142nd APHA Annual Meeting and Exposition

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A social ecological approach to understanding correlates of breast health among a sample of gender non-conforming sexual minority women in Toronto, Canada

142nd APHA Annual Meeting and Exposition (November 15 - November 19, 2014): http://www.apha.org/events-and-meetings/annual
Monday, November 17, 2014 : 1:30 PM - 1:45 PM

Ashley Lacombe-Duncan, M.S.W. , Factor-Inwentash Faculty of Social Work, University of Toronto, Toronto, ON, Canada
Carmen H. Logie, Ph.D. , Factor-Inwentash Faculty of Social Work, University of Toronto, Toronto, ON
Background: Sexual minority women (SMW) experience significant and pervasive mental and physical health disparities. Given the increasing attention to biological risk factors for breast cancer among SMW, understanding multi-level (individual, social, structural) factors correlated with clinical breast exams (CBE), may inform a deeper understanding of factors associated with breast health for SMW. 

Methods: A cross-sectional internet-based survey was conducted with 160 gender non-conforming SMW in December 2011.  The 105-item survey assessed socio-demographic variables, health outcomes, and individual, social and structural factors.  We conducted descriptive analyses followed by logistic regression analyses based on the social ecological framework to assess correlates of having a CBE in the past 2 years.   

Results:  Women were a mean age of 31.1 years (SD:8.0); most were white (64.4%), had at least some post-secondary education (87.5%) and identified as queer (53.1%).  In multivariate logistic regression, significant predictors of having a CBE within the past two years included higher age, higher mean scores of depression and self-esteem, and their healthcare provider (HCP) knowing their sexual orientation.  Higher mean gender non-conformity stigma and overall sexual risk practices scores were associated with reduced likelihood of having a CBE within the past two years.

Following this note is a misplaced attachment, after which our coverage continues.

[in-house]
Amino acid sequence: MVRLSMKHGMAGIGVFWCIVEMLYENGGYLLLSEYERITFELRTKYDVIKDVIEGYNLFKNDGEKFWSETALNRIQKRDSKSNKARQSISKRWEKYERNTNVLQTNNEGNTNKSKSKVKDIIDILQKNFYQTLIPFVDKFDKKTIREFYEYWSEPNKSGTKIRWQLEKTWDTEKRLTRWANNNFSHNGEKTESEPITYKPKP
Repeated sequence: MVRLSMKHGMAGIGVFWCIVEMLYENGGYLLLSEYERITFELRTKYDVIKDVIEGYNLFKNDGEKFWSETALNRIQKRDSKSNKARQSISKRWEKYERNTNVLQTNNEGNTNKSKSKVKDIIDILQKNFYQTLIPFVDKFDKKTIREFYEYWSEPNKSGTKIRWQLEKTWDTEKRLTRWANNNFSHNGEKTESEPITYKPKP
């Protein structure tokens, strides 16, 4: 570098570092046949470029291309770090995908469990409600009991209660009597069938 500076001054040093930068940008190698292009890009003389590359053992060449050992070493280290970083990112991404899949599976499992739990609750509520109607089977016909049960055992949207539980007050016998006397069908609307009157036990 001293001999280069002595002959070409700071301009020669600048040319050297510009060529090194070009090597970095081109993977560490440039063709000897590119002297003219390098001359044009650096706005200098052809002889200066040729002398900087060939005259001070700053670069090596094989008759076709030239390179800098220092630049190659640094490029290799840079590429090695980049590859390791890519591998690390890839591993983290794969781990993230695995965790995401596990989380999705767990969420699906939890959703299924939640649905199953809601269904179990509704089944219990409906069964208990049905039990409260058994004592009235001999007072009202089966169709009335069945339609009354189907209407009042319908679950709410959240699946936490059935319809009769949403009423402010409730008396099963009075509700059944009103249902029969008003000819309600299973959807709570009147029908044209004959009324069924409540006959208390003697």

Conclusions:  These findings enhance understanding of intrapersonal (self-esteem, depression), interpersonal (sexual risk practices), social (gender non-conformity stigma) and structural (HCP assessment of sexual orientation) factors correlated with breast health among SMW.  More research is needed to understand the complex interplay of these factors to inform multi-level interventions to address health disparities, enhance HCP competence and challenge stigma.

Learning Areas:

Planning of health education strategies, interventions, and programs
Provision of health care to the public
Public health or related education
Public health or related research

Learning Objectives:
Describe the application of an ecological approach to exploring health disparities among sexual minority women Name factors correlated with having had a CBE within the past two years among a sample of sexual minority women Discuss the potential public health implications of these findings

Keyword(s): Lesbian, Gay, Bisexual and Transgender (LGBT), Women's Health

Presenting author's disclosure statement:

Qualified on the content I am responsible for because: I am a doctoral student at the Factor-Inwentash Faculty of Social Work (FIFSW), Univeristy of Toronto. I have conducted research and evaluation in community organizations and hospitals focused on health access, equity and services for diverse populations. For this work I have been mentored by Dr. Carmen Logie, principal investigator of this study, Assistant Professor at the FIFSW, and a leading scholar in health equity, intersectional forms of stigma, access to care, and health outcomes.
Any relevant financial relationships? No

I agree to comply with the American Public Health Association Conflict of Interest and Commercial Support Guidelines, and to disclose to the participants any off-label or experimental uses of a commercial product or service discussed in my presentation.